Rural business owners who struggle to find affordable broadband are up in arms over grey areas in government plans to deliver broadband connection to more remote areas, that it is claimed could leave such firms struggling in the face of the credit crunch.
Last week Lord Carter’s delayed Digital Britain report was unveiled. Among its recommendations and pledges were that the UK should have universal broadband access by 2012, with a minimum speed of 2Mb.
However, according to the Country Land and Business Association (CLA) the report has neglected to provide concrete details as to how some of the UK’s more remotely located villages would be connected. The lobbying group is also concerned by the fact that Lord Carter has categorically ruled out public money being used to fund the initiative in the short-term.
Their feelings were articulated by the organisation’s president Henry Aunrey-Fletcher, who noted that the businesses he represents feel “disappointed” by the report and that Lord Carter had “failed to understand the frustration” of country dwellers who are paying substantial sums for a broadband connection.
Mr Aubrey-Fletcher added: "The CLA has been the only national organisation to vigorously campaign for affordable broadband connectivity to all rural areas in Britain. The fact that we have got so far is testament to our belief that without broadband, rural business remains uncompetitive and the digital divide between urban and rural areas is actually increasing as the pressure to communicate electronically comes from all directions.”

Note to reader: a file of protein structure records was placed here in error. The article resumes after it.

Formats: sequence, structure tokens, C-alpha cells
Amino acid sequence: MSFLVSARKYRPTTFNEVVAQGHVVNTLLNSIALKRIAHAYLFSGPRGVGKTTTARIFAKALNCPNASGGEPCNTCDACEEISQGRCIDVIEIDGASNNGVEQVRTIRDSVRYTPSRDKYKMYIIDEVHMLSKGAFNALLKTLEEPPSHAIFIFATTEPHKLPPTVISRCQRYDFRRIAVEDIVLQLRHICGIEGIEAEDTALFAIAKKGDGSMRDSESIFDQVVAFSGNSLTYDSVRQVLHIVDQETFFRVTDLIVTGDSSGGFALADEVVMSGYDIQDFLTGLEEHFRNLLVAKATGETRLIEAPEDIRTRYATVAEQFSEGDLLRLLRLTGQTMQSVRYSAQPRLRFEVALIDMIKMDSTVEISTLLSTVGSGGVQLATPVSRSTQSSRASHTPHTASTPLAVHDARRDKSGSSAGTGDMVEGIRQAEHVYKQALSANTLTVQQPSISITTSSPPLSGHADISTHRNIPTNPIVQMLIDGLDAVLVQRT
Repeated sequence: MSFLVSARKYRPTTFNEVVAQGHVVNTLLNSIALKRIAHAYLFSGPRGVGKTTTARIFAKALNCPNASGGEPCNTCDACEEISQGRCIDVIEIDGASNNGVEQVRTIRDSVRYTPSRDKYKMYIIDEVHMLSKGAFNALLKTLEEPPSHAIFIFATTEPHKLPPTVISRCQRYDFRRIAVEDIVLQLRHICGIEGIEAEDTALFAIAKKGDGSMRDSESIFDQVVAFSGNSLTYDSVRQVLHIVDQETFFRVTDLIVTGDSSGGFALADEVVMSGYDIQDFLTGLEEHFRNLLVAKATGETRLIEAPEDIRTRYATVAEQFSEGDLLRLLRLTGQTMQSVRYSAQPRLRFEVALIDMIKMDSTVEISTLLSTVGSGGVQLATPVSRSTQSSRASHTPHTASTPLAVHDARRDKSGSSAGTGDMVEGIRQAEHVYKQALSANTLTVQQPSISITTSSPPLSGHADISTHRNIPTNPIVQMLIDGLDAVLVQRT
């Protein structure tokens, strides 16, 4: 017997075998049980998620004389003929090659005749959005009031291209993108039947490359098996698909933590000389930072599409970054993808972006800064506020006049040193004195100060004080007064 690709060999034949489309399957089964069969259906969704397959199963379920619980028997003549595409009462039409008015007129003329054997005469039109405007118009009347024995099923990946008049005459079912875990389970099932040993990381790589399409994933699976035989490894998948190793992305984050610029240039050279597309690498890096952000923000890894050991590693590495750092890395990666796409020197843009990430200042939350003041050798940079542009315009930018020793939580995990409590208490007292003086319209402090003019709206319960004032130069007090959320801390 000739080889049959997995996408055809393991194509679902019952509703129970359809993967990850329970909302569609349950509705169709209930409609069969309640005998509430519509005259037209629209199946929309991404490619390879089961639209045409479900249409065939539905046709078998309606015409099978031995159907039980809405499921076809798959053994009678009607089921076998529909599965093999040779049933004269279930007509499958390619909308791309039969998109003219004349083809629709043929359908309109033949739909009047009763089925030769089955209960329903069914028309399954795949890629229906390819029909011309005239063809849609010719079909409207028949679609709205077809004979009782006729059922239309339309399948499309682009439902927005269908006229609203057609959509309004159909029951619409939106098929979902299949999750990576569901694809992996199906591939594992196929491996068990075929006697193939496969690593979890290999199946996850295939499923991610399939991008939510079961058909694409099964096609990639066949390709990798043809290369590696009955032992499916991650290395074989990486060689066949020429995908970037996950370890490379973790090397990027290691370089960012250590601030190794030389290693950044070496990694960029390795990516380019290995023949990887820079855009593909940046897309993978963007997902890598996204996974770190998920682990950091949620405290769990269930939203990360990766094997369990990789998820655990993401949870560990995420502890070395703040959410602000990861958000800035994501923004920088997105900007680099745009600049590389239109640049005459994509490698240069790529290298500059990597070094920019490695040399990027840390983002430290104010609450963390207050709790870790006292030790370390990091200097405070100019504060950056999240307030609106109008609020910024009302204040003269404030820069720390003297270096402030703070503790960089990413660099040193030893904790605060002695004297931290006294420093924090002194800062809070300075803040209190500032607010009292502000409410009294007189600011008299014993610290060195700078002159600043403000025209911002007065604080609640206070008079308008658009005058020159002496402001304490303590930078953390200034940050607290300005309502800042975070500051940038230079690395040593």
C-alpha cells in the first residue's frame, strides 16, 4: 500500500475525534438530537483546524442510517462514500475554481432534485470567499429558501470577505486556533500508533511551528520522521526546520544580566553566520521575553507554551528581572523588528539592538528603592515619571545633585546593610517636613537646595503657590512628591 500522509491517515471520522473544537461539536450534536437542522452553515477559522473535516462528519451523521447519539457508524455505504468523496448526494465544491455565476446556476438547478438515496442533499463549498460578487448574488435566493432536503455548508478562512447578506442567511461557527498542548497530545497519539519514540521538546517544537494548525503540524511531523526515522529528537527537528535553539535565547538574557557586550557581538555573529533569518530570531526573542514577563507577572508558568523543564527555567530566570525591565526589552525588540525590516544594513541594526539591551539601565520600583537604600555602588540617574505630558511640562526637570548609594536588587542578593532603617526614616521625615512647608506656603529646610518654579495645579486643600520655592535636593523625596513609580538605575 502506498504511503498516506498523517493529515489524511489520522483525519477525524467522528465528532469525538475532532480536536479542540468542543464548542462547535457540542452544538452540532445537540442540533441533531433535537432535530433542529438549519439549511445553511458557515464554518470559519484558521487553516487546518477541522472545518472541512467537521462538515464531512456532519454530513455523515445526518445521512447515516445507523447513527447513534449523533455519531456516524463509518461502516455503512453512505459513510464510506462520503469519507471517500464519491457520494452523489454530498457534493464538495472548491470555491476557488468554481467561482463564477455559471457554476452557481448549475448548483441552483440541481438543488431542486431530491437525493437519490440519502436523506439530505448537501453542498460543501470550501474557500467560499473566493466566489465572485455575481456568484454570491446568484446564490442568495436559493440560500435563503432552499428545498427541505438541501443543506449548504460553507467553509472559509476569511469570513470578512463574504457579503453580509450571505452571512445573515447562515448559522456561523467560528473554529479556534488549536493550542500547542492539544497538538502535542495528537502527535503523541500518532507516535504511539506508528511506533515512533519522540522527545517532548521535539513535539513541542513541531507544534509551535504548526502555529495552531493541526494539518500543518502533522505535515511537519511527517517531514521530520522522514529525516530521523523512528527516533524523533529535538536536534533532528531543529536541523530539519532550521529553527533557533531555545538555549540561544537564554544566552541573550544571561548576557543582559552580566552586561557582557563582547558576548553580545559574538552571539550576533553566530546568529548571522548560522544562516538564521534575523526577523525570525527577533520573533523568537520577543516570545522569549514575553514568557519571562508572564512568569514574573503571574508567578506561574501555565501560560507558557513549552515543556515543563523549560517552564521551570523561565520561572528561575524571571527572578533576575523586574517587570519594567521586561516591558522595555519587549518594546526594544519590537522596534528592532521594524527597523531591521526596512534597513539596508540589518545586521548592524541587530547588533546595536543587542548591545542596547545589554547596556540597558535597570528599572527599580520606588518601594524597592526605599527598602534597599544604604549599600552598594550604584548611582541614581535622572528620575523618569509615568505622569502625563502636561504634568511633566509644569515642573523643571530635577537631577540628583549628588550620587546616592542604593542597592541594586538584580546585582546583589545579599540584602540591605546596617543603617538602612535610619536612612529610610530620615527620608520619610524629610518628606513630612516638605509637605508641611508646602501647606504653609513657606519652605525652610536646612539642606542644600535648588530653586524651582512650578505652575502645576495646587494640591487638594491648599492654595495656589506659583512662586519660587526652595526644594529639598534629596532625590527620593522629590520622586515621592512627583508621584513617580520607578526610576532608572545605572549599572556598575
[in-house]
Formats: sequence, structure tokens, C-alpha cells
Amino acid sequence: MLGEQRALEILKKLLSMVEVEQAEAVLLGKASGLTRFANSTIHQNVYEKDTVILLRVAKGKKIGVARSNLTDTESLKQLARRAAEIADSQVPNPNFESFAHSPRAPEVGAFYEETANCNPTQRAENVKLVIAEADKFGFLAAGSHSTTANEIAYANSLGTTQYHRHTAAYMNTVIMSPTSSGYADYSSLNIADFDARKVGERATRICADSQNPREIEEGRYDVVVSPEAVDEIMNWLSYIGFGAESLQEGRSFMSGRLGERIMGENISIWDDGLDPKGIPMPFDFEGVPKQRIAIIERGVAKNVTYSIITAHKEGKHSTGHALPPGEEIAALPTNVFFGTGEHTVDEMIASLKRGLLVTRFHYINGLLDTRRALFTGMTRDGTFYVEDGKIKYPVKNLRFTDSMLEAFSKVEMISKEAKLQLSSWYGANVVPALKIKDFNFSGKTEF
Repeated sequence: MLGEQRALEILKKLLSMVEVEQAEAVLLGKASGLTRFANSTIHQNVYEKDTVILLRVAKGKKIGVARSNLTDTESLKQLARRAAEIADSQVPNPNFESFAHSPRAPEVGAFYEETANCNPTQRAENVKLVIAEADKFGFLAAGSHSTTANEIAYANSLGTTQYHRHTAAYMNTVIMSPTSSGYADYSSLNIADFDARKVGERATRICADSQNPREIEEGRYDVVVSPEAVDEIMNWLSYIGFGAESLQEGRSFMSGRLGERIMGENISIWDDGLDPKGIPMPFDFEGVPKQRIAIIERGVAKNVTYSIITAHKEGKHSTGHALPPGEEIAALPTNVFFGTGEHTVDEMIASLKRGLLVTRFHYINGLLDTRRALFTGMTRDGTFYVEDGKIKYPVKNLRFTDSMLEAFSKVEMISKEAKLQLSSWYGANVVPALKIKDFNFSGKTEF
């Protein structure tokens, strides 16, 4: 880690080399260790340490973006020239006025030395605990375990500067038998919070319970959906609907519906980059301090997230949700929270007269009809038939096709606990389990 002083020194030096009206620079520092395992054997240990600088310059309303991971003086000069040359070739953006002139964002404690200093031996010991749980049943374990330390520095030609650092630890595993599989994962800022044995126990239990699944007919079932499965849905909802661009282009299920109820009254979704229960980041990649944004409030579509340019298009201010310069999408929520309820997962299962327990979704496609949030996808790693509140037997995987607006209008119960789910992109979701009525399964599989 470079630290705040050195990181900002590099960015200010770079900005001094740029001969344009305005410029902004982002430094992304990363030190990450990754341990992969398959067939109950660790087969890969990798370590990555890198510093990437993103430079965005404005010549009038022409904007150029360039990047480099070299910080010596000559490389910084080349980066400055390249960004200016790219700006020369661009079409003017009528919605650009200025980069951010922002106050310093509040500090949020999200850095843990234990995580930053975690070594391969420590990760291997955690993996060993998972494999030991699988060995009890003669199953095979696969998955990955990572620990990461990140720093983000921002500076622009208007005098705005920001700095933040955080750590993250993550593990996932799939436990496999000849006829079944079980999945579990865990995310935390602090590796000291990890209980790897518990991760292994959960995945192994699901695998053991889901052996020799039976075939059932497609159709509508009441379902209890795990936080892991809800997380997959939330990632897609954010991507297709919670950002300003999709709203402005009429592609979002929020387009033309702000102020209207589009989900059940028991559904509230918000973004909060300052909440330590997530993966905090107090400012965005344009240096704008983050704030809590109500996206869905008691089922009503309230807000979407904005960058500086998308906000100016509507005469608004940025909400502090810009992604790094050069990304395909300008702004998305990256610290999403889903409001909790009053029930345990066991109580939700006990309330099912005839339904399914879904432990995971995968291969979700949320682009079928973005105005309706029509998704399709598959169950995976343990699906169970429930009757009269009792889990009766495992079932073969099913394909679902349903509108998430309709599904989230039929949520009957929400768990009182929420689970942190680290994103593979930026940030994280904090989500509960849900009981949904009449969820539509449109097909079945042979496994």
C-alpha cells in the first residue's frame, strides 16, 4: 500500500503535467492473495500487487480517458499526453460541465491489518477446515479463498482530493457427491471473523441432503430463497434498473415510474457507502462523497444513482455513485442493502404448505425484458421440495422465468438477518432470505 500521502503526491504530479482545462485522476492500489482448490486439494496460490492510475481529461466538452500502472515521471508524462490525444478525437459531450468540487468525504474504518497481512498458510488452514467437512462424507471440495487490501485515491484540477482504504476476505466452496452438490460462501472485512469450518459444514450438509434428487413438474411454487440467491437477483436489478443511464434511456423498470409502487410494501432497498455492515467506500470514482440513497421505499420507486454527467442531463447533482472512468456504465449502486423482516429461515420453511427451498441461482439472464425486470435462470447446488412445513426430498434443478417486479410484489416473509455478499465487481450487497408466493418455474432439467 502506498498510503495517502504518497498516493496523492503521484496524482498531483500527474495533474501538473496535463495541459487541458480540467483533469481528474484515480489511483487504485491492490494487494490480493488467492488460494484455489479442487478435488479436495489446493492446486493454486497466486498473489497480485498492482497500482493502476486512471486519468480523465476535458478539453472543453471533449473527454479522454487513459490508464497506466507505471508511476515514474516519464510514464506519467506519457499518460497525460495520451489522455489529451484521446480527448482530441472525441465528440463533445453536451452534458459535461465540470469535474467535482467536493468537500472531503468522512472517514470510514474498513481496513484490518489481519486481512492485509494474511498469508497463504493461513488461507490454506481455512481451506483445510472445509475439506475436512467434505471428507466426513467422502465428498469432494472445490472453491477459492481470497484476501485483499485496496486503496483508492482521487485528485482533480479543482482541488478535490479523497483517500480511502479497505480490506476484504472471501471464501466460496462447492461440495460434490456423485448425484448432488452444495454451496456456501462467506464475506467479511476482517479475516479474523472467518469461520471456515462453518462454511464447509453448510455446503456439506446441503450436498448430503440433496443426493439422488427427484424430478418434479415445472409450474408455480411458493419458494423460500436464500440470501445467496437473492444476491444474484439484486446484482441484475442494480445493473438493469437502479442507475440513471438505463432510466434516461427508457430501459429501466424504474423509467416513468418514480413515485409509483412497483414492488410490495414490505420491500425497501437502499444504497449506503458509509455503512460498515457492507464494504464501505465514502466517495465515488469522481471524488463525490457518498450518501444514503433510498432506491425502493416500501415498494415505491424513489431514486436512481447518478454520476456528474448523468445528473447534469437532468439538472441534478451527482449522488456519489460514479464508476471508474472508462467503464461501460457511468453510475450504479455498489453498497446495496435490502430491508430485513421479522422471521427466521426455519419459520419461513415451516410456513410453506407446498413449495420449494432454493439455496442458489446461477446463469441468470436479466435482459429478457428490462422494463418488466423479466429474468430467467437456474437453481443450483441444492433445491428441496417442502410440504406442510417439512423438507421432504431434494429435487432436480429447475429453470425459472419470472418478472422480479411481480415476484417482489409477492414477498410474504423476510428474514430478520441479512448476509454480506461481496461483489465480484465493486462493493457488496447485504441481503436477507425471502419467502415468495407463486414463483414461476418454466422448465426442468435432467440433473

Now in a bid to discover if a realistic delivery plan is in place, the CLA has written to the government posing a series of questions. They include why significant sums of public money are not being earmarked to fund the delivery of the network as has been the case overseas. The government is also being asked to answer what will happen to businesses in the period before 2012, when lack of affordable business broadband will make them more vulnerable to the economic downturn.
Previously Gordon Brown has intimated that state funds could be used to help internet service providers meet the costs of the fibre-optic roll-out. However, no such indications have been forthcoming that government money is earmarked to ensure universal broadband access.
The controversy comes just days after TalkTalk looked to capitalise on the prevailing economic mood with its newly announced Emergency Plan. This scheme waives the £6.49 monthly charge for customers who are struggling to pay bills for six months. During this time they are only required to pay line rental and receive a pared-down broadband and home telephony service to help them through the worst of the credit crunch.
However, pertinently this scheme only applies to consumers rather than businesses, who would instead be left to continue paying over the odds for a broadband service despite the tough operating conditions.